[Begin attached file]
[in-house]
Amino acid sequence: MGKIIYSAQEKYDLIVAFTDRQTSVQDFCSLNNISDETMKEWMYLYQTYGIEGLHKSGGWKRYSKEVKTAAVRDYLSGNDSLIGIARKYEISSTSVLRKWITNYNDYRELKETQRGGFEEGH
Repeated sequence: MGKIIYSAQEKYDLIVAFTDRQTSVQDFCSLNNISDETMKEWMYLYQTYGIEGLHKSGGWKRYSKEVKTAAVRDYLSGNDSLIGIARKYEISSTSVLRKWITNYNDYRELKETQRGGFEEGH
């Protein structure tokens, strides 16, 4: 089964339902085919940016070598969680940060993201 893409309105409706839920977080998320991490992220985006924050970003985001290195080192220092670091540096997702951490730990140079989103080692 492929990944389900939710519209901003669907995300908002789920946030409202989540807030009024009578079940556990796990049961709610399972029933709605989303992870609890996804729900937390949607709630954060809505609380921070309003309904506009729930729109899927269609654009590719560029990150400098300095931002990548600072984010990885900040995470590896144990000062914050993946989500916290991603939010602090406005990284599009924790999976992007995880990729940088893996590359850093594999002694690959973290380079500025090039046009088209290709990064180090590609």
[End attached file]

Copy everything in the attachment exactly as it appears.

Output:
[in-house]
Amino acid sequence: MGKIIYSAQEKYDLIVAFTDRQTSVQDFCSLNNISDETMKEWMYLYQTYGIEGLHKSGGWKRYSKEVKTAAVRDYLSGNDSLIGIARKYEISSTSVLRKWITNYNDYRELKETQRGGFEEGH
Repeated sequence: MGKIIYSAQEKYDLIVAFTDRQTSVQDFCSLNNISDETMKEWMYLYQTYGIEGLHKSGGWKRYSKEVKTAAVRDYLSGNDSLIGIARKYEISSTSVLRKWITNYNDYRELKETQRGGFEEGH
């Protein structure tokens, strides 16, 4: 089964339902085919940016070598969680940060993201 893409309105409706839920977080998320991490992220985006924050970003985001290195080192220092670091540096997702951490730990140079989103080692 492929990944389900939710519209901003669907995300908002789920946030409202989540807030009024009578079940556990796990049961709610399972029933709605989303992870609890996804729900937390949607709630954060809505609380921070309003309904506009729930729109899927269609654009590719560029990150400098300095931002990548600072984010990885900040995470590896144990000062914050993946989500916290991603939010602090406005990284599009924790999976992007995880990729940088893996590359850093594999002694690959973290380079500025090039046009088209290709990064180090590609």